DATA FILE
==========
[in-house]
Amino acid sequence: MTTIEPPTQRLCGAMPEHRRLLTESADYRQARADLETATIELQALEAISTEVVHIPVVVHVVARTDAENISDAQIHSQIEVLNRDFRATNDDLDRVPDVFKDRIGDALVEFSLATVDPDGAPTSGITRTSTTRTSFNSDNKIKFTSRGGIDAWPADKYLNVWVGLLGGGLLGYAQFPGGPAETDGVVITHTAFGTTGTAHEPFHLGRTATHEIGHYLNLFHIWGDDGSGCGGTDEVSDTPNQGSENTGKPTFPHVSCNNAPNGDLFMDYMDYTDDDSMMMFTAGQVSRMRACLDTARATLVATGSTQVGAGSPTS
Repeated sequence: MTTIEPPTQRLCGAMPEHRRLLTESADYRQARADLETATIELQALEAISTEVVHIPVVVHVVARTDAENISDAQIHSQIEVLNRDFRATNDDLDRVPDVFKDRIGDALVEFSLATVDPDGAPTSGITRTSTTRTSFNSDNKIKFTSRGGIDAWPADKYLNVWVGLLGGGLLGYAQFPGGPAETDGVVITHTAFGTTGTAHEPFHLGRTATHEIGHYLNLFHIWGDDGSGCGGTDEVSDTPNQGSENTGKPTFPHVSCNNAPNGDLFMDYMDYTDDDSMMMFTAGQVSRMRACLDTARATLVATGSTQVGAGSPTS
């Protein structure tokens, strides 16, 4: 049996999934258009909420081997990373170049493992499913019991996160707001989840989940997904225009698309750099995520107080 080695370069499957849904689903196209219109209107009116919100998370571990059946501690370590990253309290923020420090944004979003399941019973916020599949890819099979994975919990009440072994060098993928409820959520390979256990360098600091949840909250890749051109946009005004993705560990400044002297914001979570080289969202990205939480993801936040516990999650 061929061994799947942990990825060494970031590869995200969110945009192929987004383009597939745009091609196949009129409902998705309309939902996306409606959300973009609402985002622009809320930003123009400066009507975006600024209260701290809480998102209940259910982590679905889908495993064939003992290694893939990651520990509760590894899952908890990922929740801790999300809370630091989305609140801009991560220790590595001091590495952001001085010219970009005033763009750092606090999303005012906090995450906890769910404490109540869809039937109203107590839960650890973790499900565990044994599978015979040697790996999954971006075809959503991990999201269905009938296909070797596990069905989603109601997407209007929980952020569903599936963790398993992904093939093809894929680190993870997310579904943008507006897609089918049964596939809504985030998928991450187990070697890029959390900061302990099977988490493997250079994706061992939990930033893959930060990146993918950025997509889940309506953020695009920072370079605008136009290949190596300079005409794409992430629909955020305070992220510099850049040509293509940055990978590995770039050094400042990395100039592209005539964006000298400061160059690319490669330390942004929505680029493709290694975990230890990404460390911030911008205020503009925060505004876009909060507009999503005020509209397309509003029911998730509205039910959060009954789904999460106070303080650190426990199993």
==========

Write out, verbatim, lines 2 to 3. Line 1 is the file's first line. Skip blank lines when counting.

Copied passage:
Amino acid sequence: MTTIEPPTQRLCGAMPEHRRLLTESADYRQARADLETATIELQALEAISTEVVHIPVVVHVVARTDAENISDAQIHSQIEVLNRDFRATNDDLDRVPDVFKDRIGDALVEFSLATVDPDGAPTSGITRTSTTRTSFNSDNKIKFTSRGGIDAWPADKYLNVWVGLLGGGLLGYAQFPGGPAETDGVVITHTAFGTTGTAHEPFHLGRTATHEIGHYLNLFHIWGDDGSGCGGTDEVSDTPNQGSENTGKPTFPHVSCNNAPNGDLFMDYMDYTDDDSMMMFTAGQVSRMRACLDTARATLVATGSTQVGAGSPTS
Repeated sequence: MTTIEPPTQRLCGAMPEHRRLLTESADYRQARADLETATIELQALEAISTEVVHIPVVVHVVARTDAENISDAQIHSQIEVLNRDFRATNDDLDRVPDVFKDRIGDALVEFSLATVDPDGAPTSGITRTSTTRTSFNSDNKIKFTSRGGIDAWPADKYLNVWVGLLGGGLLGYAQFPGGPAETDGVVITHTAFGTTGTAHEPFHLGRTATHEIGHYLNLFHIWGDDGSGCGGTDEVSDTPNQGSENTGKPTFPHVSCNNAPNGDLFMDYMDYTDDDSMMMFTAGQVSRMRACLDTARATLVATGSTQVGAGSPTS